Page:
Medical Center Staff Volunteer in Haiti
After the earthquake in Haiti, University of Rochester Medical Center physicians, nurses and staff traveled there to provide care.
"You want to be the kind of person who can look back and say you didn't sit around doing nothing when something like this happened," said John Elfar, M.D. (R '07), an orthopaedic surgeon at the Medical Center. "This is a time when it is better to have failed trying to do something rather than do nothing at all."
Elfar went to Haiti with a Medical Center group that included James Sanders, M.D., chief of pediatric orthopaedic surgery, Dawn Sweeney, M.D., associate professor of anesthesiology and pediatrics, and Jonathan Gabel, M.D., chief resident in orthopaedics. The group arrived in Haiti on Jan. 27. They were in the operating room within an hour of their arrival and for a week they treated crush injuries, open fractures and other cases.
Jean Joseph, M.D., M.B.A., (M '92), professor of urology and a native of Haiti, went to the island for 10 days with a group that included group Gary Tebor, M.D., associate professor of orthopaedics, Krystof Neumann, M.D., assistant professor of anesthesiology, and William Willett, P.A. Cyndy Babcock, nurse anesthetist, and Rachelle Nesbitt, R.N., a trauma nurse who also is a native of Haiti, also were in the group, two of several nurses who volunteered in Haiti.
Peter Crane, M.D., and Tom Fletcher, P.A., of the Department of Emergency Medicine, spent two weeks in Haiti as part of the National Disaster Medical System team.
Jeffrey Harp, M.D. (M '83), associate professor of family medicine who has been going to Haiti with a health care team every 18 months for several years, spent 10 days in January in Cap-Hatien and Port-au-Prince.
"A team of 15 from the U.S. and Canada ran medical clinics in Port-au Prince, serving tent cities affiliated with or adjacent to churches or ministries known to us from past visits," he said. "Our work was coordinated by a Haitian couple, a pastor and a nurse, with whom we have partnered for 18 years."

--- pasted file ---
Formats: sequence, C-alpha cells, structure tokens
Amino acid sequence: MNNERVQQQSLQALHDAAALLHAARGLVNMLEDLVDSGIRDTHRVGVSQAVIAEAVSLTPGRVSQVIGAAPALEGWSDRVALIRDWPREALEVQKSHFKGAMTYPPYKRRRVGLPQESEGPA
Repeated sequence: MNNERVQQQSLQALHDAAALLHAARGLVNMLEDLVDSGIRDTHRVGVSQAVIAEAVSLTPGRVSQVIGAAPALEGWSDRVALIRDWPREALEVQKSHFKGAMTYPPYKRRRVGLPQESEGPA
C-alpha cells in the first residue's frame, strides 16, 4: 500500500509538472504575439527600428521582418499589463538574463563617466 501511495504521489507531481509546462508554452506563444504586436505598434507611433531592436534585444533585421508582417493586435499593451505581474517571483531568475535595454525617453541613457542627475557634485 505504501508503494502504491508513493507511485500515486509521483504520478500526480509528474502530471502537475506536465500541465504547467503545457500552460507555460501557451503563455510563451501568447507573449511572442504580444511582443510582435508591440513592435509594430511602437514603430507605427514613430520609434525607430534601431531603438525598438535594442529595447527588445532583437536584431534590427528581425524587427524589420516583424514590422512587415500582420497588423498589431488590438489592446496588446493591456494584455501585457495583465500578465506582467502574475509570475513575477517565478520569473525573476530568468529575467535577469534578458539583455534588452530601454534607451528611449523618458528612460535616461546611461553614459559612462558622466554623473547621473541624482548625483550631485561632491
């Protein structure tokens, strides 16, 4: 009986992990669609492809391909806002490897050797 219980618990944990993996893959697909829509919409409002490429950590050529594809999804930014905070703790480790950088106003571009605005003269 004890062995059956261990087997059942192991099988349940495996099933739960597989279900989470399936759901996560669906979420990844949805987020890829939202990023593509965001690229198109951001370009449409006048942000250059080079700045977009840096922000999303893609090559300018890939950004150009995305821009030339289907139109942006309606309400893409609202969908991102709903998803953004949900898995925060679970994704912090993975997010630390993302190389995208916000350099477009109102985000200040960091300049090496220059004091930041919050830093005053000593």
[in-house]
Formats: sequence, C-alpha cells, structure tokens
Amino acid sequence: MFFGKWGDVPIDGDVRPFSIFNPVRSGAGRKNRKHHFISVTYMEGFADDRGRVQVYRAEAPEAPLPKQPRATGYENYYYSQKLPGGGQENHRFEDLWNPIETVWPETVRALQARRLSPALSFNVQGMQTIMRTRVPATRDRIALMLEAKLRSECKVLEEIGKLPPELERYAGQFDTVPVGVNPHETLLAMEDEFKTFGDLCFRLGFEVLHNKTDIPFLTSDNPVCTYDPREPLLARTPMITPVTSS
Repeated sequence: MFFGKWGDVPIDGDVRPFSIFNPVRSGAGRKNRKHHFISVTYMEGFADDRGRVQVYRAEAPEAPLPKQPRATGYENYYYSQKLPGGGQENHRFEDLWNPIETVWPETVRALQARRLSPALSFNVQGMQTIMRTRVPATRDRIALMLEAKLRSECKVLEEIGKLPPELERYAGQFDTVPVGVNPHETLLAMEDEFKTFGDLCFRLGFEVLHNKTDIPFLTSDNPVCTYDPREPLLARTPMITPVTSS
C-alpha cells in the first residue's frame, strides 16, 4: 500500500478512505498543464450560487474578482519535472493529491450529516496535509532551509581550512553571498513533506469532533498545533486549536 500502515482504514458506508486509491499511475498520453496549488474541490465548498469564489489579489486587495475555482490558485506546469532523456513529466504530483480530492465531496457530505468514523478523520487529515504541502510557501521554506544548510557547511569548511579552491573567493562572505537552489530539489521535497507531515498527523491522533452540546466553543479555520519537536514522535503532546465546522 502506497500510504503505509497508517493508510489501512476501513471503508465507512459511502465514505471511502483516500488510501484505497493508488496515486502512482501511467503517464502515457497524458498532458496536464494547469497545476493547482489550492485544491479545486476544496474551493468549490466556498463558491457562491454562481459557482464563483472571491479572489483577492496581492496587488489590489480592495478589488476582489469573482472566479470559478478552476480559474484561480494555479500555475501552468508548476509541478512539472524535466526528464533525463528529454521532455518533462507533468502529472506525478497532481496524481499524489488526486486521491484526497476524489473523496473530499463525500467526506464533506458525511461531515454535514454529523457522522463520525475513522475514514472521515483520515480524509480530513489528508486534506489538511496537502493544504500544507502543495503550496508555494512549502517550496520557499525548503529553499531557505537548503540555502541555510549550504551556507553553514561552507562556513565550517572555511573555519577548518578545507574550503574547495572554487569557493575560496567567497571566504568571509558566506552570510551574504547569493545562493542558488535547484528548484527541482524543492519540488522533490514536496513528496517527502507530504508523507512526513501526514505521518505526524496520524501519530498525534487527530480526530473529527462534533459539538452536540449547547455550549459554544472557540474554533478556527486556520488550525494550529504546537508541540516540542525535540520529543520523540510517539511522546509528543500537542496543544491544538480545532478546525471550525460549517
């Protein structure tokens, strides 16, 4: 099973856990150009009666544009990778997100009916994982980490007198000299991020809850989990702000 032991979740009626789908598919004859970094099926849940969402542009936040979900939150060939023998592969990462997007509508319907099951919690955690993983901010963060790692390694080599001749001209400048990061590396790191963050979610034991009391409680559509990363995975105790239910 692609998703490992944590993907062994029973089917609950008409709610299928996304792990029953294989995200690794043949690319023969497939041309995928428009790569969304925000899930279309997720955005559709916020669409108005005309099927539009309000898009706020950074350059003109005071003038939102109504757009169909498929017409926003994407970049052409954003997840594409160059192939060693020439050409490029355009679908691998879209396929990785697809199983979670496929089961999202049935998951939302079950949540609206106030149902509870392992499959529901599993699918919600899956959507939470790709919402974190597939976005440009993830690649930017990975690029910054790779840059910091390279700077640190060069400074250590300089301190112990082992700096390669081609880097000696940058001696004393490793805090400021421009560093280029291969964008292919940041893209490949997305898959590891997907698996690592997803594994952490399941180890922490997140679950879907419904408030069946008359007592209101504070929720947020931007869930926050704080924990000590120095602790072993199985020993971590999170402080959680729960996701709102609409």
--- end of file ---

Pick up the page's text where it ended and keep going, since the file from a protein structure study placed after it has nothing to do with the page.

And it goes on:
When he left, nearly everyone was still living outside.
"Food and water were scarce," Harp said. "Toilet facilities were scarcer. We saw some evidence of organized relief efforts, but the need was much greater. We did see help arriving from many sources, usually through individuals connected to faith communities in Port-au-Prince through ongoing support prior to the earthquake."
Rochester corporations and hospitals, through the non-profit organization InterVol, helped ship four tons of medical supplies, 200 tents and 3,000 pounds of food to Haiti. InterVol is a Rochester-based organization founded by surgeon Ralph Pennino, M.D. (R '84), that recovers and redistributes medical supplies and equipment and connects hospitals and medical professionals with governments and care-giving organizations in areas of need.
Jean Joseph's group provided general medical care for people of Leogane, the epicenter of the earthquake.
"We performed surgeries and treated many medical conditions. There were several deliveries performed, including an emergency C-section. Many were done during the night using headlamps," he said.
Joseph said what he saw in Haiti was "an unthinkable disaster."
"The town where we were was pretty much leveled," Joseph said. "There were many amputees, lots of orphans, anxiety disorders. It was painful to observe."
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